JEFFERSON CITY, Mo. — Pallid sturgeon, part of a family of fish that originated during the Cretaceous period 70 million years ago, has remained essentially unchanged. However, the pallid sturgeon has been brought to the brink of extinction in the last century due to overharvest and loss of habitat. Discover nature and learn more about this fish at the Missouri Department of Conservation (MDC) Runge Nature Center’s Aquatic Relatives of the Dinosaurs program from 6:30 to 7:30 p.m. on Feb. 7.
Pallid sturgeon (Scaphirhynchus albus) was listed as endangered by the U.S. Fish & Wildlife Service in 1990. In 1992, Missouri’s Blind Pony Hatchery hatched the first ever hatchery reared pallid sturgeons. Since then, state and federal hatcheries have produced hatchery reared pallid sturgeon to stock rivers where pallid sturgeon once thrived. As a result, pallid sturgeon numbers are on the rise.
Like the American bald eagle, the pallid sturgeon is anticipated to be another species that will someday be removed from the endangered species list. Research and management continues to improve our understanding of this endangered fish.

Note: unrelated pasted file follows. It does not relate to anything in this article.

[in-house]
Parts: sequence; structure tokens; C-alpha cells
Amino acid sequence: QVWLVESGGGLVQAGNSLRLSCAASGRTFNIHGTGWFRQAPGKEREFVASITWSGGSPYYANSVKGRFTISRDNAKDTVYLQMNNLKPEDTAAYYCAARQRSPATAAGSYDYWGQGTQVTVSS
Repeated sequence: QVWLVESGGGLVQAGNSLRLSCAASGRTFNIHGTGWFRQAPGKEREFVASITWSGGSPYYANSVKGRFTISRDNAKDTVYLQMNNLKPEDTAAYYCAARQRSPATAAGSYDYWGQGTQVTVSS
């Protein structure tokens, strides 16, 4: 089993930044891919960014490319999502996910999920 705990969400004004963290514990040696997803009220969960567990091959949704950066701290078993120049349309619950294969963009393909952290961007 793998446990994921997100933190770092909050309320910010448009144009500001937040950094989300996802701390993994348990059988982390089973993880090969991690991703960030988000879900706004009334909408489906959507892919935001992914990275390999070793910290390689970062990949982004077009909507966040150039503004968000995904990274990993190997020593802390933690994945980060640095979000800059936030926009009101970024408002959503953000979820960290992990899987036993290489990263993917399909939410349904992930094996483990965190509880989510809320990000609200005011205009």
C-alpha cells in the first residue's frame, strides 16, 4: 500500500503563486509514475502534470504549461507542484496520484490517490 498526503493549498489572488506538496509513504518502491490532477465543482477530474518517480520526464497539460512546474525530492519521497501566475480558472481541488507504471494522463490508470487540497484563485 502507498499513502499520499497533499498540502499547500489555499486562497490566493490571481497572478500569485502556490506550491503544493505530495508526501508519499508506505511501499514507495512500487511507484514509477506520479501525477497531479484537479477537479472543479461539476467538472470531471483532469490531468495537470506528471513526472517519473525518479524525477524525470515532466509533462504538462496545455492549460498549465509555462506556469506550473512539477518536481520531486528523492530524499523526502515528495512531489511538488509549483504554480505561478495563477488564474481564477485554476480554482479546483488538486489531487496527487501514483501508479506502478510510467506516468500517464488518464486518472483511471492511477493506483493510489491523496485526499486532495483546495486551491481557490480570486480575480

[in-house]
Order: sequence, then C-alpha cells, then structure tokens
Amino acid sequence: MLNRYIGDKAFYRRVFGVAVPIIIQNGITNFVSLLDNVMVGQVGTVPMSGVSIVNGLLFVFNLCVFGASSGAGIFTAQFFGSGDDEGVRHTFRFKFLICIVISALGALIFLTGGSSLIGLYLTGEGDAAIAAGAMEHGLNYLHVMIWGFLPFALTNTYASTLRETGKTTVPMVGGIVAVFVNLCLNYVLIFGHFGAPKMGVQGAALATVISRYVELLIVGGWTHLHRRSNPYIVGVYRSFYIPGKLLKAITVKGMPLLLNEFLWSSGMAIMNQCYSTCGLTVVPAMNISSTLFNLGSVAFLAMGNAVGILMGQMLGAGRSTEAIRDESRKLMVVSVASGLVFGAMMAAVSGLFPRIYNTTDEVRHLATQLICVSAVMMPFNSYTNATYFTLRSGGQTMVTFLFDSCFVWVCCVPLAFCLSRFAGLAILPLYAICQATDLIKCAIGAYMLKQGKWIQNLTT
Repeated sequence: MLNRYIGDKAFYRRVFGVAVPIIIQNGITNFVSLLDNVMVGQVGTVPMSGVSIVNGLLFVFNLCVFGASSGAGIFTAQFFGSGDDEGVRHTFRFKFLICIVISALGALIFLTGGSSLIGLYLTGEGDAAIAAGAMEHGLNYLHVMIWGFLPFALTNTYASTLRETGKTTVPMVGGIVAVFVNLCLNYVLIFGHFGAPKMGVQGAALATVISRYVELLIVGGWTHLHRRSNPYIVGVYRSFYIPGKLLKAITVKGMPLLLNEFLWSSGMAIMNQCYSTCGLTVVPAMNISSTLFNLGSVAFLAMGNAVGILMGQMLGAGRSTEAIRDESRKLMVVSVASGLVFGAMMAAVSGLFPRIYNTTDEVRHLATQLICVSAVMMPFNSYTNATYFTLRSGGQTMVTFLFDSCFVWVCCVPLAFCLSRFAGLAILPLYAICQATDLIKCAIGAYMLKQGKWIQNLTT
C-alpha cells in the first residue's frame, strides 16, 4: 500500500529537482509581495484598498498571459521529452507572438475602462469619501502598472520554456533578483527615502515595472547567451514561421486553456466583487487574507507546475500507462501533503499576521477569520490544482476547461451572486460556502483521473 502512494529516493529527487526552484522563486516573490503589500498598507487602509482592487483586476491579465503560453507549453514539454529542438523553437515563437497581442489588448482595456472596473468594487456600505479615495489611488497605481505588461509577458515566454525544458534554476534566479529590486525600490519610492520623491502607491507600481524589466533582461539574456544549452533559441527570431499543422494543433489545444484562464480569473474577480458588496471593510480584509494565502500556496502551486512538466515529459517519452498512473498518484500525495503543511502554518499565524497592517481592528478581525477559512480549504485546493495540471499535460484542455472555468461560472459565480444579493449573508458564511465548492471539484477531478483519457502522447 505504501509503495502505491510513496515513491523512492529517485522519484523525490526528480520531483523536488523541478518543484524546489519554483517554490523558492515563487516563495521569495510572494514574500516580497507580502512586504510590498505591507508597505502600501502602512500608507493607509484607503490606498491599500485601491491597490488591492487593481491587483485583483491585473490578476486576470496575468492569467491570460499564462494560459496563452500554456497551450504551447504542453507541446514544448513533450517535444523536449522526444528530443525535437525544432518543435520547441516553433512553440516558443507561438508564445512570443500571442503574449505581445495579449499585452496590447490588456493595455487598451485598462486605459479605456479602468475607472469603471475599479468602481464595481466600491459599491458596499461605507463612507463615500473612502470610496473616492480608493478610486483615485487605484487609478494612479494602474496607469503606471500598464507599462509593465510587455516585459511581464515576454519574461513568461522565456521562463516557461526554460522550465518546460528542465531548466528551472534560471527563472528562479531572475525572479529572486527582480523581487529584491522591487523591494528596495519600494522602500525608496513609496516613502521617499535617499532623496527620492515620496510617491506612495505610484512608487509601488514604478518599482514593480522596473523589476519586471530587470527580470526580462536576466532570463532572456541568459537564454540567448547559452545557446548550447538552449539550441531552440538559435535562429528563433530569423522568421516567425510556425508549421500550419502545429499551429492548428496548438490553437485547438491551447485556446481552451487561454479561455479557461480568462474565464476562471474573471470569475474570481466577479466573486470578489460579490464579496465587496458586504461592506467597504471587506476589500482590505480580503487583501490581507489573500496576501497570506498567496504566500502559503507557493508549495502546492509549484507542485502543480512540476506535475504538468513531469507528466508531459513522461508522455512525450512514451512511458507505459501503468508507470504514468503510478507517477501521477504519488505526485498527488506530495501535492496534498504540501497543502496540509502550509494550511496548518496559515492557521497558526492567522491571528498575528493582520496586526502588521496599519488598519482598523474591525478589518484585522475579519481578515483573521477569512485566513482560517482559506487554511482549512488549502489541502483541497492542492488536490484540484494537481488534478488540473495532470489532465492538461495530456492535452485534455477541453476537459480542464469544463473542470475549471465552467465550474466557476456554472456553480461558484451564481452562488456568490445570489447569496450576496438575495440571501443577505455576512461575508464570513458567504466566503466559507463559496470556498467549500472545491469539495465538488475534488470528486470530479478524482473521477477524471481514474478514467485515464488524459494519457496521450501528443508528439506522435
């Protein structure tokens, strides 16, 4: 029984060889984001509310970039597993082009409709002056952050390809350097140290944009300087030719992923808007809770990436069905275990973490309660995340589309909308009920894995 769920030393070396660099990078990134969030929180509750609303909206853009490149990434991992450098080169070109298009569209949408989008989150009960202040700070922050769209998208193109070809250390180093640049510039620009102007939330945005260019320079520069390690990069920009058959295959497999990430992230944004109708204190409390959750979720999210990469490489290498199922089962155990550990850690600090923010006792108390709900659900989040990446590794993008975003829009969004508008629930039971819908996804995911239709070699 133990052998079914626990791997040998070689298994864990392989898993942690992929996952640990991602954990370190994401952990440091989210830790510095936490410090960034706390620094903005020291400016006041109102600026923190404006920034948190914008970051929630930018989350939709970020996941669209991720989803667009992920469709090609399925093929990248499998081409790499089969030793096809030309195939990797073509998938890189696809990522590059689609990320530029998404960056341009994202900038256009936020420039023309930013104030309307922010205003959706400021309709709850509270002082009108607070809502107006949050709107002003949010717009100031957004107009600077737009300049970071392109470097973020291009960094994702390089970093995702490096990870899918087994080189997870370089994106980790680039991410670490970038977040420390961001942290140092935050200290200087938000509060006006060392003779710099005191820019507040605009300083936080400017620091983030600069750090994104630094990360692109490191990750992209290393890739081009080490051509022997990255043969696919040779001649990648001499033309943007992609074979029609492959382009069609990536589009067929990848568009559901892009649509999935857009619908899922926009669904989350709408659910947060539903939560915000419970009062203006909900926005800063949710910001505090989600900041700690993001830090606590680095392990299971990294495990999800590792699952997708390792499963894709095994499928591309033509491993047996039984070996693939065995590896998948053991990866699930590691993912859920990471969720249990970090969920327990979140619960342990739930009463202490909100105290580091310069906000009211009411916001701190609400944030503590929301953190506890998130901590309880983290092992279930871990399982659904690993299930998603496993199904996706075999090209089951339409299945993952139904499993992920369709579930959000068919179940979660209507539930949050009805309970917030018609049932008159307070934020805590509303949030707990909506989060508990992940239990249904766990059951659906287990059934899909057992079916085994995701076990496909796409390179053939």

Come hear about the pallid sturgeon and its incredible journey from a path of extinction to increasing abundance in Missouri's large rivers. The program is free and no registration is required.
Runge Nature Center is located on Hwy 179 in Jefferson City approximately .5 mile north of Hwy 50. Building hours are 8 a.m. to 5 p.m., Tuesday through Saturday with extended hours until 8 p.m. on Thursdays. The building is closed on Sunday and Monday. The outdoor trails are open from 6 a.m. to 9 p.m. daily.
For more information on this or other programs, call 573-526-5544 or visit www.mdc.mo.gov and search “Runge.”